Henry had made his case and the courthouse would indeed be leaving West Lincoln. Immediately following the final negotiations, Henry Ford’s crew arrived to begin the process of study, dismantling, and packing for the trip to Dearborn. Local resistance to the move continued as the final paperwork was filed to purchase the land. By September 11, the resistance had run its course and the dismantling process began. It was also revealed that the city, county, several local organizations, and even the state of Illinois had all been offered several opportunities to acquire the building and take actions to preserve it. They all had declined the various offers over the years. It was then understood that Judge & Mrs. Beach, in the end, had acted on what was best for the historic building and should not be “subjected to criticism.” Judge Beach would die on September 19, just as the last bits of the old courthouse were being loaded for their journey to Greenfield Village. 

Reconstruction, which included the fabrication of many of the first-floor details and a new stone chimney and fireplaces, began immediately. In roughly a month’s time, the building was ready for the grand opening of Greenfield Village on October 21, 1929.

Nine years later, in 1938, Eugene Amberg sent a letter to Ford describing an interesting discovery. Mr. Amberg was a native of what was now Lincoln, Illinois and worked as a railroad ticket agent. He had a great interest in the local history and was a collector of local artifacts. As he writes in the letter dated February 8, 1938:

Several years ago, you purchased the Old Postville Court House here in Lincoln, Ills from Mrs. T Beach. At the time the Court House was made into a dwelling the railing that separated the judges desk from the main court room was torn out by my father (John Amberg) who was doing the remodeling, this he stored in the attic of his home, recently my mother died and while cleaning out the attic we came across these spindles, which are the original 28 spindles that the hand railing rested upon. The hand railing was of walnut, out of which was carved some arm rests that are now on some of the pews in St. Mary’s, a church here.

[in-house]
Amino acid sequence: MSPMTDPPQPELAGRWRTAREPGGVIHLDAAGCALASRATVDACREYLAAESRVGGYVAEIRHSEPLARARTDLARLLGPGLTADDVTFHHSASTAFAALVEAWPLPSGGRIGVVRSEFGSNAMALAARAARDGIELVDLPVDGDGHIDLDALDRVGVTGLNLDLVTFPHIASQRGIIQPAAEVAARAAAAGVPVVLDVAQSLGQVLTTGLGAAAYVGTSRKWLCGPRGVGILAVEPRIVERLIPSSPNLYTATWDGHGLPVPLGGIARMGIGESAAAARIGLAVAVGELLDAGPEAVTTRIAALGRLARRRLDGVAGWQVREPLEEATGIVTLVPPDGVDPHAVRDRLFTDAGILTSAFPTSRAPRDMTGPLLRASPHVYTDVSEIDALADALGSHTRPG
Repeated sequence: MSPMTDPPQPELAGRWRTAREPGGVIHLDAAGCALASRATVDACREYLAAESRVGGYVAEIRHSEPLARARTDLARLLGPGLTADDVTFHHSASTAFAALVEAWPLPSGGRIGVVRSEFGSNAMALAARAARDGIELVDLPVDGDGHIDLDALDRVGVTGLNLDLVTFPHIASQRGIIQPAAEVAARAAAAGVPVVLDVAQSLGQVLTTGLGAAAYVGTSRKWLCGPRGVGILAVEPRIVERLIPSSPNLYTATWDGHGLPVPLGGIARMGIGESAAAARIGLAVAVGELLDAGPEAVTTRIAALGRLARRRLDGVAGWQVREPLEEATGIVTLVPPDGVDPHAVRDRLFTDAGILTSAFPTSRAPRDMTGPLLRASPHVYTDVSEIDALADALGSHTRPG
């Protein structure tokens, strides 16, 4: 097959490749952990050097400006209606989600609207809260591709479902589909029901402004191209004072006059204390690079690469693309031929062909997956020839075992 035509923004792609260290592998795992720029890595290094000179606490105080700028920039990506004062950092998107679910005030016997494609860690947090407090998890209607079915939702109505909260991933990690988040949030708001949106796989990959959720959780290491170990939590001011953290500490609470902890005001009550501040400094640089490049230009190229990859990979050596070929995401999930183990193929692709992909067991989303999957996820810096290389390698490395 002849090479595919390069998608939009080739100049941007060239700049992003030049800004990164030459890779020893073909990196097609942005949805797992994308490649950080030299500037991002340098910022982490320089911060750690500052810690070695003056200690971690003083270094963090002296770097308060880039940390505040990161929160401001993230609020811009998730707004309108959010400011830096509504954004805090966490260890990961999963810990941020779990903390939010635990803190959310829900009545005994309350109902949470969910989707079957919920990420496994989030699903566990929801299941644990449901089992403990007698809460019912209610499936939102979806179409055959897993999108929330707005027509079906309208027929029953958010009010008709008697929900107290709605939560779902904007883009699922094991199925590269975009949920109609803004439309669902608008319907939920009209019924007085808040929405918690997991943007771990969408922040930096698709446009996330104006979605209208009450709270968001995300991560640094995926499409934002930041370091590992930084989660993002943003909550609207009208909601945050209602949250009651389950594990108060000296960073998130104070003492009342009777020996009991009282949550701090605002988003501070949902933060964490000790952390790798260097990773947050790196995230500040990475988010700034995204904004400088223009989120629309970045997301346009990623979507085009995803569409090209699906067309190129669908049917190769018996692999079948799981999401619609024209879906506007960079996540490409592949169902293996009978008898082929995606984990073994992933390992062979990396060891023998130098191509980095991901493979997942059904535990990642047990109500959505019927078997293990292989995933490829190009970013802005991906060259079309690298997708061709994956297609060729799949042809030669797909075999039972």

Would appreciate a line from you as to whether or not you would be interested in these spindles, have had numerous offers for them, inasmuch as they are part of the original court house I feel they should be with it, in your Dearborn Village.

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Dated February 7, 1938, this is the initial letter from Gene Amberg to Henry Ford offering the 28 original spindles for sale. Despite several letters back and forth, a price could not be settled upon, and the transaction never took place. THF288006

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This drawing was sent by Gene Amberg, as a follow-up to his first letter offering the spindles for sale. The artist, Mary Katherine, was Gene’s 14 year old daughter. THF288012

Negotiations evidently faltered, as a price was not agreed upon, and the spindles were never sent. Fast forward 71 years to 2009 when an email arrived from Carol Moore and her brother, Dennis Cunningham, the grandchildren of Eugene Amberg. They had no idea that their grandfather had begun this process, and were amazed when we produced the original correspondence from our archival collection. As it turns out, their story was almost identical to Eugene’s. As Carol wrote their mother, Patricia Amberg Cunningham died March 1, 2008. While cleaning her house in Delavan, Illinois to prepare for sale, we found 28 old wooden spindles and a newspaper article believed to be from the Lincoln Courier indicating that the spindles are from the original Postville Courthouse in Lincoln, Illinois. It is our desire to donate them to the original Postville Courthouse.”

She was very familiar with Greenfield Village, and had visited the courthouse here. Jim McCabe, the Buildings Curator at the time, gladly accepted the donation.

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Clipping from the Lincoln Courier ca. 1934, noting the 28 spindles from the “old Postville courthouse” in the possession of Gene Amberg. THF288016, THF288017    

In 1848, the county seat moved from Postville, to Mount Pulaski. At that time the courthouse was decommissioned, and the county offices moved to a new courthouse.  After a legal battle between the County, and the original investor/builders of the building, it was sold to Solomon Kahn. None other than Abraham Lincoln successfully represented the County in the matter.